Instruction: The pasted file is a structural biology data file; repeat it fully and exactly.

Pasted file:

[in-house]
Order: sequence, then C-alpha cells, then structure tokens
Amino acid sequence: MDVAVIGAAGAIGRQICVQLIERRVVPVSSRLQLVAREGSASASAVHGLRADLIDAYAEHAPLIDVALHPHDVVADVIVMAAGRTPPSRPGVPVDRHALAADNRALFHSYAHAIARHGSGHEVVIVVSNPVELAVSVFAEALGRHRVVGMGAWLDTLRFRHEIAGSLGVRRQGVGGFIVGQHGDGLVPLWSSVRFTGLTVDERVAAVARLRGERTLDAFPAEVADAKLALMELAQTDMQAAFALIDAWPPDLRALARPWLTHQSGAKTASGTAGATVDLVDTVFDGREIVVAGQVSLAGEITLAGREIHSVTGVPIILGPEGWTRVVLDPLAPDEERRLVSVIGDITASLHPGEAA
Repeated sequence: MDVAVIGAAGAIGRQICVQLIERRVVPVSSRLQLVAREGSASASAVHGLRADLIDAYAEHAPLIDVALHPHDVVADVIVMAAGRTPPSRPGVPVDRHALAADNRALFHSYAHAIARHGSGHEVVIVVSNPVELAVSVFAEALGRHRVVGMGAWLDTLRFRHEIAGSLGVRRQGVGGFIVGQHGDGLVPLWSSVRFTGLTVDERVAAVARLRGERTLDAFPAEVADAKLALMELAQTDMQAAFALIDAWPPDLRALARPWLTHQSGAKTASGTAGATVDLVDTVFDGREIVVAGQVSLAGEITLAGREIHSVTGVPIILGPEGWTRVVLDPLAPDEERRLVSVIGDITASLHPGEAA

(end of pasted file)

[in-house]
Order: sequence, then C-alpha cells, then structure tokens
Amino acid sequence: MDVAVIGAAGAIGRQICVQLIERRVVPVSSRLQLVAREGSASASAVHGLRADLIDAYAEHAPLIDVALHPHDVVADVIVMAAGRTPPSRPGVPVDRHALAADNRALFHSYAHAIARHGSGHEVVIVVSNPVELAVSVFAEALGRHRVVGMGAWLDTLRFRHEIAGSLGVRRQGVGGFIVGQHGDGLVPLWSSVRFTGLTVDERVAAVARLRGERTLDAFPAEVADAKLALMELAQTDMQAAFALIDAWPPDLRALARPWLTHQSGAKTASGTAGATVDLVDTVFDGREIVVAGQVSLAGEITLAGREIHSVTGVPIILGPEGWTRVVLDPLAPDEERRLVSVIGDITASLHPGEAA
Repeated sequence: MDVAVIGAAGAIGRQICVQLIERRVVPVSSRLQLVAREGSASASAVHGLRADLIDAYAEHAPLIDVALHPHDVVADVIVMAAGRTPPSRPGVPVDRHALAADNRALFHSYAHAIARHGSGHEVVIVVSNPVELAVSVFAEALGRHRVVGMGAWLDTLRFRHEIAGSLGVRRQGVGGFIVGQHGDGLVPLWSSVRFTGLTVDERVAAVARLRGERTLDAFPAEVADAKLALMELAQTDMQAAFALIDAWPPDLRALARPWLTHQSGAKTASGTAGATVDLVDTVFDGREIVVAGQVSLAGEITLAGREIHSVTGVPIILGPEGWTRVVLDPLAPDEERRLVSVIGDITASLHPGEAA